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THOMAS TRONEL-GAUTHIER

WORKS | BIOGRAPHY | NEWS | PRESS | TEXTS | PORTFOLIO | 22,48 m² EXHIBITIONS : #32 - #43 - #46

Water & Words (Surrounded by Water), 2016, 195 x 145 cm
Thomas Tronel-Gauthier was shown at the 55th Salon de Montrouge in 2010. Since then he has taken part in several group and individual shows in France and abroad. 
No doubt as a child he must have received as a gift the Perfect Little Alchemist Set. Indeed, ever since Thomas Tronel-Gauthier has been practicing experiments on matter, any kind of matter. His Paris studio is probably more like a melting pot where polyester foam volcanic sand, colourful candy, tiger balm and a jumble of resins are mixed and smelted. But the young artist, born in 1982, is not interested in changing lead into gold, his pursuits are elsewhere and though more modest they are still essential. His work turns nature into artifice, the instant into eternity. His taste for tinkering with matter stems from roaming the studios at the Strasbourg Decorative Art School where he was trained and learned to handle, right from the start, wood, ceramics and metal. However, it was another aspect that drew the attention of the Salon de Montrouge, where he was shown in 2010: the sculptures he produced using elements normally found in kitchens that he re-appropriates with his poetic touch. Thus he scored a tree trunk with the type of red paste used for making sweets and hung fake fruit, actually candies, onto a real raspberry bush. He sometimes also uses gelatin. By gluing transparent squares onto the window panes, he tampers with our perception of the landscape thus composing a nicely myopic stained glass effect, “a skin which becomes alive with sounds as it retracts”.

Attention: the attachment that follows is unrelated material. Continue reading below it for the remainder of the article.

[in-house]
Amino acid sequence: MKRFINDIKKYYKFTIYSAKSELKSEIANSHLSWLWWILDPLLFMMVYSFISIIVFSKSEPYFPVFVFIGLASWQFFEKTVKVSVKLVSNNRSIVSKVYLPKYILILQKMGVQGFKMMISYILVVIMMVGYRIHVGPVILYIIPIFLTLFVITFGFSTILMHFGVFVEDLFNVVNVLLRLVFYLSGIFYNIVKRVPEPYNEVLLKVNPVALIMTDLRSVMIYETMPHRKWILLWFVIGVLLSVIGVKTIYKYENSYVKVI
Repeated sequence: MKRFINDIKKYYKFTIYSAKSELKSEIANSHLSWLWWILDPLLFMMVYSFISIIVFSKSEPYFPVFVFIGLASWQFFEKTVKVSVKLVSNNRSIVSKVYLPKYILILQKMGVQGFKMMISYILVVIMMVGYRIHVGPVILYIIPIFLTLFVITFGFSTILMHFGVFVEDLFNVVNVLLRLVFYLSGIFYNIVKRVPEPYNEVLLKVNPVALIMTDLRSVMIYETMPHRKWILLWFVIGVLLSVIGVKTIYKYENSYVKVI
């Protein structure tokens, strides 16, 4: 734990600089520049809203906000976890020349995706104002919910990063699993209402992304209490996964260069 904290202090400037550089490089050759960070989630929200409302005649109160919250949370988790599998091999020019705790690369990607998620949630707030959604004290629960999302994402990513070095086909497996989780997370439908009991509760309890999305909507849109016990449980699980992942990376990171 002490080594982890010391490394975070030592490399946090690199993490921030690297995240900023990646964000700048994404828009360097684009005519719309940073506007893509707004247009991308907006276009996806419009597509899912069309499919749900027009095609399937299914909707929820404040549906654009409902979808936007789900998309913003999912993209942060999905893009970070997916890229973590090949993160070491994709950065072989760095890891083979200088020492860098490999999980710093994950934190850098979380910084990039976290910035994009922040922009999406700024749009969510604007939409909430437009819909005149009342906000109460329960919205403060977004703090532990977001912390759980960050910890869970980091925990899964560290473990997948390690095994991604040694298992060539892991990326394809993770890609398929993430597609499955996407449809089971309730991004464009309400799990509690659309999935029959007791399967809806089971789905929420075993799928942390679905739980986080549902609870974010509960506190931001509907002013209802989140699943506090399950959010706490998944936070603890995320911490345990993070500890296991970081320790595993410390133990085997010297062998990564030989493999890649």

Still the young man is not at all limited to culinary elements. He rapidly broadens his scope, starts fossilizing sponges and even manages to capture in paint the fog lacing the bay of Ha Long. “In fact, what I am interested in are the cycles of life, shaping deforming and reforming what has been destroyed”, he explains. Whether at the Villa Cameline in Nice or the Centre d’art de Clamart, he challenges the fleeting instant: the lines left by the tide on a sandy beach, even the wave itself. Thanks to a sophisticated moulding technique, he is able to reproduce elusive landscapes. They become, under his touch, fragments of dark waves, or again a wave captured as it is swelling within an old fashioned bathtub.
Unsurprisingly, his art bloomed during his three-month residency in the Marquesas Islands last year. Of Gauguin’s paradise he discovered the sad truth: a society seduced by the all-American, stripped of any original identity, a priori. However he probes deeper, hangs around, observes the children he organises a workshop for, and learns the ancestral technique of tapa bark cloth, studies the phallic shapes of the kitchen pestles carved from local lava rock, listens to hopes of renewing ties with the original culture. Then his work takes a turn. With the video, medium yet unknown to him, he captures the graceful beauty of the waters where the amphibious “sirens” – as an endemic fish is called locally – live, clinging to their rocks between sea and air. His photographs freeze the sudden impact of a wave on the black sand. But most of all, he reflects upon the ultimate taboo for these prudish – thanks to evangelization – islands: the consequences of the nuclear tests at Mururoa. He witnesses the unspoken words of some of the many cancer patients. And then, after his initial sculptures representing algae lacework carved in Japanese packing polystyrene, he begins engraving the carefully kept unmentioned nuclear mushrooms on the mother-of-pearl oyster shells. As Gauguin did, he questions the legitimacy of our presence on these islands while actually changing profoundly.
Clearly it is not by chance that his works speak of transition, the passage from density to dissolution: our contemporary paradises are they not made of such unstable matter.

Emmanuelle Lequeux.



Exhibition view, "Surrounded by Water", 2017, L'Abbaye, Annecy-le-Vieux